ADVERTISEMENT

ADVERTISEMENT

Our view: May no darkness come to the work Stenehjem did to add sunshine to the state’s open records efforts

Stenehjem worked to strengthen “sunshine laws” – so called because they bring light and transparency to public records and meetings – and thereby helped transform the state to one of openness and transparency.

Stenehjem ceremony photo by Scott Meyer 2.jpeg
The number 5 is displayed in the windows of the North Dakota Capitol on Wednesday, Feb. 2, 2022, honoring the late Wayne Stenehjem, who died on Jan. 28. Stenehjem was North Dakota's attorney general and the number 5 denotes his position in the line of succession in the state. It also was the number of terms he served as attorney general and was on Stenehjem's license plate.
Contributed / Scott Meyer
We are part of The Trust Project.

Wayne Stenehjem’s death last week cast a pall across North Dakota’s government and political landscape.

Stenehjem, 68, died suddenly on Friday, Jan. 28, just a few weeks after announcing he planned to retire at the end of his current term as North Dakota’s attorney general. Gone is a titan of state politics, one who got his political start representing Grand Forks in the Legislature and who eventually won five terms as attorney general.

His accomplishments have been highlighted numerous times in recent days, but his efforts to create transparency in all levels of North Dakota government must be remembered as one of his lasting legacies.

Stenehjem worked to strengthen “sunshine laws” – so called because they bring light and transparency to public records and meetings – and thereby helped transform the state to one of openness and transparency.

As reported earlier this week by Forum News Service, Jack McDonald, an attorney for the North Dakota Newspaper Association, said he believes the state’s open-records and meetings laws are better today, thanks to Stenehjem’s efforts.

ADVERTISEMENT

Stenehjem, McDonald told FNS, enthusiastically approached that aspect of the AG’s job. McDonald noted that Stenehjem would sometimes even have his office reach out to local public entities to remind them to open certain records, thus avoiding a formal opinion.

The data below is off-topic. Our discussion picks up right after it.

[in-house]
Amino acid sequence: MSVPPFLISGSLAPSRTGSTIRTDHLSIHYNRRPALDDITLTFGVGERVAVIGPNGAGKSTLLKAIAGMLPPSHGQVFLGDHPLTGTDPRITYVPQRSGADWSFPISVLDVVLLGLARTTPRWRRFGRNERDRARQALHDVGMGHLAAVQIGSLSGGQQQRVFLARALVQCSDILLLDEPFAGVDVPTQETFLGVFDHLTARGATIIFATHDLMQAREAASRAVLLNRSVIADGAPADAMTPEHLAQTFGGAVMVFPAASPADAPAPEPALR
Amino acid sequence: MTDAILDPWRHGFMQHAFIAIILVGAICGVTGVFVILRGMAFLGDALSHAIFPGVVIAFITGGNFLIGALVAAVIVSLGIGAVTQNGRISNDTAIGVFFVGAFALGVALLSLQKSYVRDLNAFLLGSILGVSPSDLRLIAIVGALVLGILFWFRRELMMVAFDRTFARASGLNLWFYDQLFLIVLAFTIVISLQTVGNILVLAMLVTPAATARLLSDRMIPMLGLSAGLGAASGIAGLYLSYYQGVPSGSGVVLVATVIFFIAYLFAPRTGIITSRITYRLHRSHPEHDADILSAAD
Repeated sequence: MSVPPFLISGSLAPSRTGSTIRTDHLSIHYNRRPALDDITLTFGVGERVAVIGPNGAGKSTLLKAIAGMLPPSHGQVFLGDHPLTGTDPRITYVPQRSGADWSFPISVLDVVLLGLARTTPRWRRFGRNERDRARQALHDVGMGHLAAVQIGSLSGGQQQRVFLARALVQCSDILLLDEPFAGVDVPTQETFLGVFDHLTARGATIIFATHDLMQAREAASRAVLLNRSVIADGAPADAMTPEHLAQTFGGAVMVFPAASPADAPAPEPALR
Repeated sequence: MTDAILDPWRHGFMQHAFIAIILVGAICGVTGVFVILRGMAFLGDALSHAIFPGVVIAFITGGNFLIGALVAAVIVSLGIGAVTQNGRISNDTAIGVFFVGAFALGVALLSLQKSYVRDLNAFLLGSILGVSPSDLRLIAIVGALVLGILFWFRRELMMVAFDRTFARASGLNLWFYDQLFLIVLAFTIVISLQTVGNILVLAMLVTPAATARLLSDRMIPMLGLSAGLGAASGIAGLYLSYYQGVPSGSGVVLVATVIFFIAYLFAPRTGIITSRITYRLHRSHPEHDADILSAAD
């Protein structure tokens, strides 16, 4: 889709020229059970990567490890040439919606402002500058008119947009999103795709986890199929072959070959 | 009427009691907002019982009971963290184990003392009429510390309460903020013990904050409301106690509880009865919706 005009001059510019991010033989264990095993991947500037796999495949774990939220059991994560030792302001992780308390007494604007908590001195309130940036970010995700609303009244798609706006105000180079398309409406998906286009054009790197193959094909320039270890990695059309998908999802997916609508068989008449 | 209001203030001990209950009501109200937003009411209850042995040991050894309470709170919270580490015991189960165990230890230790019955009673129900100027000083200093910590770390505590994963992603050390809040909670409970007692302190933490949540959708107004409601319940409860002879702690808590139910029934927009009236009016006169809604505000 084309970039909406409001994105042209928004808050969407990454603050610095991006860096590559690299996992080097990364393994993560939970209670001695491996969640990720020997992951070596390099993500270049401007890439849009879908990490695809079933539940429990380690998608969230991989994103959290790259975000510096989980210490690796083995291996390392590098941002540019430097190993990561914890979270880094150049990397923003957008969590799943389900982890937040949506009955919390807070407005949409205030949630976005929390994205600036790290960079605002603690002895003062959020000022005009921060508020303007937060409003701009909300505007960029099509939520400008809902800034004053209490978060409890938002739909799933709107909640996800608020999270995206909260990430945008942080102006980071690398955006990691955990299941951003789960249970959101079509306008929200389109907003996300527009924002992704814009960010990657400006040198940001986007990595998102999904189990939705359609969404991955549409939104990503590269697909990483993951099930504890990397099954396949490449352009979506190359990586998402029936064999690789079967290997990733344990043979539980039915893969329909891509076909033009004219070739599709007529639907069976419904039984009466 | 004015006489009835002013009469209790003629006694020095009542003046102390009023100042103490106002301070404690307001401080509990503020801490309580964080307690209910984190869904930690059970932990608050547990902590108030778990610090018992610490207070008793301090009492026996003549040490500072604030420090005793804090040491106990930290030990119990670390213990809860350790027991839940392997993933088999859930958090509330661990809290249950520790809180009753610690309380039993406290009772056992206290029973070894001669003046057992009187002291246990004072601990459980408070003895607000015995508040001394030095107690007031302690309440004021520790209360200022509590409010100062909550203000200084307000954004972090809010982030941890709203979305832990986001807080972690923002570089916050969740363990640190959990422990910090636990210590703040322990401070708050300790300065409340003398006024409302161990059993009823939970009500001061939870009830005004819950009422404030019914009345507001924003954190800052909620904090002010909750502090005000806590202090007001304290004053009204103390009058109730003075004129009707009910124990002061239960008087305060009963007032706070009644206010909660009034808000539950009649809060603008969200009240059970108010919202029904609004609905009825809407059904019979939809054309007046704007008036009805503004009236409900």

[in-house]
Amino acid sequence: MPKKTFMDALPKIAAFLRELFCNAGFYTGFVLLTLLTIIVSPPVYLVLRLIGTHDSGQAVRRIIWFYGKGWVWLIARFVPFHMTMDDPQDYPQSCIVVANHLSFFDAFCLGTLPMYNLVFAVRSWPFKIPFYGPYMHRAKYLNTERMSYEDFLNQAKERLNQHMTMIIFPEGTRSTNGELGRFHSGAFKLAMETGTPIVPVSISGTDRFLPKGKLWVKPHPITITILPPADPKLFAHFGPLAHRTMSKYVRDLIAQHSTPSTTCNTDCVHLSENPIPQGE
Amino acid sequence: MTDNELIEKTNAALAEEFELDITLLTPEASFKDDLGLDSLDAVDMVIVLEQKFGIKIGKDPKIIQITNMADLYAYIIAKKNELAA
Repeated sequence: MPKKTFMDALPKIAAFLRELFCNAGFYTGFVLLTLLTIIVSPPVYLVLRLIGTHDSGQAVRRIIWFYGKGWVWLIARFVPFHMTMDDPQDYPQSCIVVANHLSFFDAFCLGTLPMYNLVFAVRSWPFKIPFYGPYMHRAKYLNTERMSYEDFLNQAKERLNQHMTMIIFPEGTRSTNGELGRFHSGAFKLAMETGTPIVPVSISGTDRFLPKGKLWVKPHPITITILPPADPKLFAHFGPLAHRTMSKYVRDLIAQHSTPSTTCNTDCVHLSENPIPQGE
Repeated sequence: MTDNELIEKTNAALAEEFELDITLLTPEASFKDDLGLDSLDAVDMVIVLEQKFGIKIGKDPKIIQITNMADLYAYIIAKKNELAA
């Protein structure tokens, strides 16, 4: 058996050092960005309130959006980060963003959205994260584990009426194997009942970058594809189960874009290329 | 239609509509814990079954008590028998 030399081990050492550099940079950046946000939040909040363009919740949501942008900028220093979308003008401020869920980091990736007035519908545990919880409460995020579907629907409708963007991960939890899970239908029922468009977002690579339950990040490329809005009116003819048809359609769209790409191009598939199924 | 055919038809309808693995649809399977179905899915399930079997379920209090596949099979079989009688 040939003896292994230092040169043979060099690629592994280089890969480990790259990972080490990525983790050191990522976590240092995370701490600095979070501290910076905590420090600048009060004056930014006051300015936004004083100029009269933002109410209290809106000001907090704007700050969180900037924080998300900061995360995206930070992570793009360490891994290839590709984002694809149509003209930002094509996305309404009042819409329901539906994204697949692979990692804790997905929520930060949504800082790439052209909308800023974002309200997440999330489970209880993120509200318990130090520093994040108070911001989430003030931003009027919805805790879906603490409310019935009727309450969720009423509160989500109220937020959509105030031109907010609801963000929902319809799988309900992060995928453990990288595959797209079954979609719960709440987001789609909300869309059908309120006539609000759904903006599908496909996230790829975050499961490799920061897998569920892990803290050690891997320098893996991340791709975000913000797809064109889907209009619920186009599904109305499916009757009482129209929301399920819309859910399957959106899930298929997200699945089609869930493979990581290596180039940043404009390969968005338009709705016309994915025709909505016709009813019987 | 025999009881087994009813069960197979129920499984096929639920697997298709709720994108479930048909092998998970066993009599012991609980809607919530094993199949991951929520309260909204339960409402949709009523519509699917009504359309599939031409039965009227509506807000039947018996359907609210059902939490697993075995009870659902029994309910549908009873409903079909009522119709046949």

And, as FNS reported, Stenehjem championed open records policies well before entering the Attorney General’s Office in 2001, often making them a priority during his 24 years in the Legislature.

“It was just one of those issues where he was always there,” McDonald said.

In an interview with the Herald in 2019, Stenehjem discussed his support for open-records laws.

“I think I’ve earned a reputation as a staunch supporter of our open records and open meetings laws because I understand that, first and foremost, these records and meetings belong to the public, not to the people that hold the offices,” Stenehjem said. “... When I issue an opinion that criticizes a government entity, it stings them.”

During that interview, he told the Herald that not all agencies quickly adapted. He said the State Board of Higher Education, for example, had issues in the past and he therefore encouraged members to attend a class on open meetings and open records laws.

When a record or meeting is denied by a public agency it’s not always intentional, but that does not excuse someone from knowing what the law is, Stenehjem said in 2019. At that time, his office was receiving a “couple dozen” complaints a year.

Once again, remember this Stenehjem quote: “These records belong to the public, not to the people that hold the offices.”

ADVERTISEMENT

Not all politicians talk that way, but Stenehjem did. These words must continue to ring throughout North Dakota.

Stenehjem was an imposing figure – in stature, in politics and in how he interacted with the people – and he cast a large shadow across North Dakota.

Hopefully, Stenehjem’s absence will not create a similar shadow in the previously dark places that were brightened by his years of public service.

What to read next
A Republican-dominated state Senate heard evidence, overcame any instinct to protect one of their own and voted to remove Republican Attorney General Jason Ravnsborg from office after he struck and killed a pedestrian with his car in 2020.
In Crookston, the multi-sport facility is proposed to be built on school property, officially ending the district’s reliance upon the University of Minnesota Crookston football and track facilities. Once UMC dropped its football program, the football stadium started to deteriorate; the school district could fix it, but it doesn’t make sense to invest district dollars into property it doesn’t own. What does make sense is to build new on school property.